1. Expert Q&A: Living well as a carer - Thurs 29 August, 3-4pm

    As a carer for a person living with dementia, the needs of the person you care for will often come before your own. You may experience a range of difficult emotions and you may not have the time to do all the things you need to do. Caring can have a big impact on both your mental and physical health, as well as your overall wellbeing.

    Angelo, our Knowledge Officer (Wellbeing) is our expert on this topic. He will be here to answer your questions on Thursday 29 August between 3-4pm.

    You can either post questions >here< or email them to us at talkingpoint@alzheimers.org.uk and we'll answer as many as we can on the day.

  1. Macduff

    Macduff Registered User

    Feb 16, 2018
    48
    Male
    West Sussex
    When is enough, enough?
    Is it when mornings and bedtimes end in confrontation because teeth cleaning, washing and dressing/undressing are things she complains about and takes forever to do? I never get to kiss her goodnight because she is ranting until the moment I turn out the light and walk away.

    Or during the day when conversations frequently end in confrontation?

    I've never sworn at my wife in the 43 years we've been together but now she swears at me, in public sometimes too. I hate it but I've now started to mutter expletives under my breath as I walk away to avoid a showdown. That's not good is it?

    Maybe it's when you spend every day cleaning the loo and floor because she has a bowel problem and refuses to see a doctor? Of course the mess isn't her fault anyway. It's the pills I give her.

    Why is she pleasant to everyone else but me? If I offer her assistance she shouts don't touch me.

    Could it be because she refuses all offers of help through social services. Will not have anyone in to help, even to have a cup of tea so I can walk the dog or pop out to the shops?

    Could it be because she doesn't see my pain, my frustration or see my tears of sadness?

    Perhaps it is when she wakes me up twice during every night to say 'nobody is helping me' and needs to change her nightie or Tena panties?

    Is it when you become Mr Nobody?

    I wonder.
     
  2. Wishful

    Wishful Registered User

    Nov 28, 2014
    78
    I don't know the answer but I think I'm close to enough is enough.

    You need to contact Social Services and get the help you need. Your wife may not like it at first but would get used to it. Perhaps a carer for just a couple of hours at first so your wife knows you're coming back.

    I really don't think the PWD has any concept of what you go through but if you don't take care of yourself then who will take care of her if you become ill.
     
  3. Hazara8

    Hazara8 Registered User

    Apr 6, 2015
    354
    The fact that you are there means you are 'Somebody', despite dementia treating you with contempt. When there is capacity we can argue and give as good as we get, somehow resolve differences and move on. Dementia knows nothing about that and when it claims a loved one as its own, one has to see that as just that - dementia the antagonist, NOT the one it inhabits. Very difficult of course. And something not really understood by so many outside that sphere - the unending regime of 'pads', 'cleaning up', changing bed sheets, perhaps two or three times of a night, aggression, being told that you 'do nothing to help me' when you actually devote 24 hours a day purely to care for a single being, a loved one. And yes, folk outside have no notion whatsoever as to the reality of what takes place inside those four walls.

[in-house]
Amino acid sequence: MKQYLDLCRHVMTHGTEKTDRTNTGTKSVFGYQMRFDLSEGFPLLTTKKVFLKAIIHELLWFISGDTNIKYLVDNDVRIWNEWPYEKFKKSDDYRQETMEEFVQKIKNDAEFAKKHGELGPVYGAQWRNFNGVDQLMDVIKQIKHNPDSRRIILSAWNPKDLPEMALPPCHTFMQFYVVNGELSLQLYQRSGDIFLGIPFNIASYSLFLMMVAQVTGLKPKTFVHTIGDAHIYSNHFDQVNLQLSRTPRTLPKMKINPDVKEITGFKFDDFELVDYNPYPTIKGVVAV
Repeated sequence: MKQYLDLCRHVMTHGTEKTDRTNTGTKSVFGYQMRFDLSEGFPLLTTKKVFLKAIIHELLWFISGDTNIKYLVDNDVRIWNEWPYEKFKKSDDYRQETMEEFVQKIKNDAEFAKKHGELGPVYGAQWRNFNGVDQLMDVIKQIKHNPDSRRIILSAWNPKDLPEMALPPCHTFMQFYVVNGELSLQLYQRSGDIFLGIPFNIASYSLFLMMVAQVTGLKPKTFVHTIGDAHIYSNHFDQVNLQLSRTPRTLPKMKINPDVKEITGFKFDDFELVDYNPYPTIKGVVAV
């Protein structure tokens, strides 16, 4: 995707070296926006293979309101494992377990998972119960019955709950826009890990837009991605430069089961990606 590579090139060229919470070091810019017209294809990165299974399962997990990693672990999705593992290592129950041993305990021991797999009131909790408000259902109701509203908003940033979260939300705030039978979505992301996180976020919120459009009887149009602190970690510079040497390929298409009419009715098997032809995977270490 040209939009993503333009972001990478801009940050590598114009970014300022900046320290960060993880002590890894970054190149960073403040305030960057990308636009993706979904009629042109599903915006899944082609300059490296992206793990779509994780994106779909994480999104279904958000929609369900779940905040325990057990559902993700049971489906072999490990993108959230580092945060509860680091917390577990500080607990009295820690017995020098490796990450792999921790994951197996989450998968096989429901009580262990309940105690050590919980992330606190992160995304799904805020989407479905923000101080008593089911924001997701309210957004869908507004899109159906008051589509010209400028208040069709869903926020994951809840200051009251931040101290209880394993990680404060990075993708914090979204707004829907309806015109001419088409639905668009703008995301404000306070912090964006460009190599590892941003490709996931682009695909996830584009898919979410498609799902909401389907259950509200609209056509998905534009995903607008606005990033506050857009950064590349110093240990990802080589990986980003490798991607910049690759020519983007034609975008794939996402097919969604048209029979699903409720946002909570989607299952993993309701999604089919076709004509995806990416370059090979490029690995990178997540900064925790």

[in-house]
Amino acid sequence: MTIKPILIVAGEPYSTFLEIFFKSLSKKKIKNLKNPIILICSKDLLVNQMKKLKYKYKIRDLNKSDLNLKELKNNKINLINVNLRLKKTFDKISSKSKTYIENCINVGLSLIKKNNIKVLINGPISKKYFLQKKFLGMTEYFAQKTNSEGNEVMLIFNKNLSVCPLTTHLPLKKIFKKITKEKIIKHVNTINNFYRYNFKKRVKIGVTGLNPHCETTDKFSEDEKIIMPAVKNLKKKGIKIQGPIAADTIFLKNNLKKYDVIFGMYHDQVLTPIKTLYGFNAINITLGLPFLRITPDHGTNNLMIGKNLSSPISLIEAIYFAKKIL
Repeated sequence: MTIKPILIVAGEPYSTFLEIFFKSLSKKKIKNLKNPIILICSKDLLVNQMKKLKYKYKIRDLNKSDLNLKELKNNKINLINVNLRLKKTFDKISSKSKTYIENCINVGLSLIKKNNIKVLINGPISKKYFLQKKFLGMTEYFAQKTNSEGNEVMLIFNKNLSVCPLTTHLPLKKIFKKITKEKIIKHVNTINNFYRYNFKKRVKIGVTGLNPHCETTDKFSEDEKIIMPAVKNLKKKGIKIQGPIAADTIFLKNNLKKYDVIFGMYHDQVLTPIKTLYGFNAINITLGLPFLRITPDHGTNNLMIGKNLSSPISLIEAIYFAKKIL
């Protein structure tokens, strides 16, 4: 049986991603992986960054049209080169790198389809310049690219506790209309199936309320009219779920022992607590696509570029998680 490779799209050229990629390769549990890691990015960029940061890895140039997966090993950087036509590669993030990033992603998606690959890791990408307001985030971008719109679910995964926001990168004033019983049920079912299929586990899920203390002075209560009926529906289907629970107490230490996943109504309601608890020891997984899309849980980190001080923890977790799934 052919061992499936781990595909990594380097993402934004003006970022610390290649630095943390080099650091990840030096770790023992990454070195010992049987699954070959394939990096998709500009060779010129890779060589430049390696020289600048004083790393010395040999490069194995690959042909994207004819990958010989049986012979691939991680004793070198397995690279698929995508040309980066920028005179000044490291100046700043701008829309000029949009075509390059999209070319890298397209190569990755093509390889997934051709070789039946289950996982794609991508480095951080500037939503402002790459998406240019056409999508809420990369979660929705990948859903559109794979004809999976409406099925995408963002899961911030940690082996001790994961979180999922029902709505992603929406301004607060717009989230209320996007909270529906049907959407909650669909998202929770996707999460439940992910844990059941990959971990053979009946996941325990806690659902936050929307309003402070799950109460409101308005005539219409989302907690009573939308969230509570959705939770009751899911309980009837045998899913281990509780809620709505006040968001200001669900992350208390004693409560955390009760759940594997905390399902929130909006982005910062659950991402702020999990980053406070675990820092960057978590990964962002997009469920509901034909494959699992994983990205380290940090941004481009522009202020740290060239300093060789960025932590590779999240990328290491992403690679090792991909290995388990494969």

But 'Mr Nobody' remains in essence a very fundamental 'somebody' - else the outcome is disastrous. Dementia person alienates, distorts, controls and ravages the REAL person. And that REAL person remains, albeit hidden, perhaps for the greater part - but never totally. They are the victim and we as carer share that torment with them. See the dementia as the interloper and if you can combat it together, things change. Therein lies the challenge and it's a huge one.
     
  4. maryjoan

    maryjoan Registered User

    Mar 25, 2017
    1,284
    Female
    South of the Border
    One of the first things that 'went' with my OH was his ability to empathise with anything that was happening with me, to me, about me - because this rotten illness takes that away.

    Your wife may not wish to have social services involved - but our SS, have said I am the client as much as OH- in fact more than him, as he does not acknowledge that dementia affects him.

    So, why not approach SS on your own behalf, and then if you are able to get respite of any kind, you can insist to your wife it was 'all their fault'.

    To be honest, if she is like my OH she will forget all the reasoning behind it anyway.

    You have to do something for yourself, for your own sanity, and to give you the strength to carry on - I understand from others on TP that there comes a time when you just 'tell' the PWD what is going to happen, and that is that........

    look after yourself
     
  5. marionq

    marionq Registered User

    Apr 24, 2013
    5,753
    Female
    Scotland
    When it becomes too much for you as it clearly has then the time has come to put help in place whether she likes it or not. If she rants and shouts then walk away until she quietens down. Each time she starts, walk away. Don't tolerate abuse.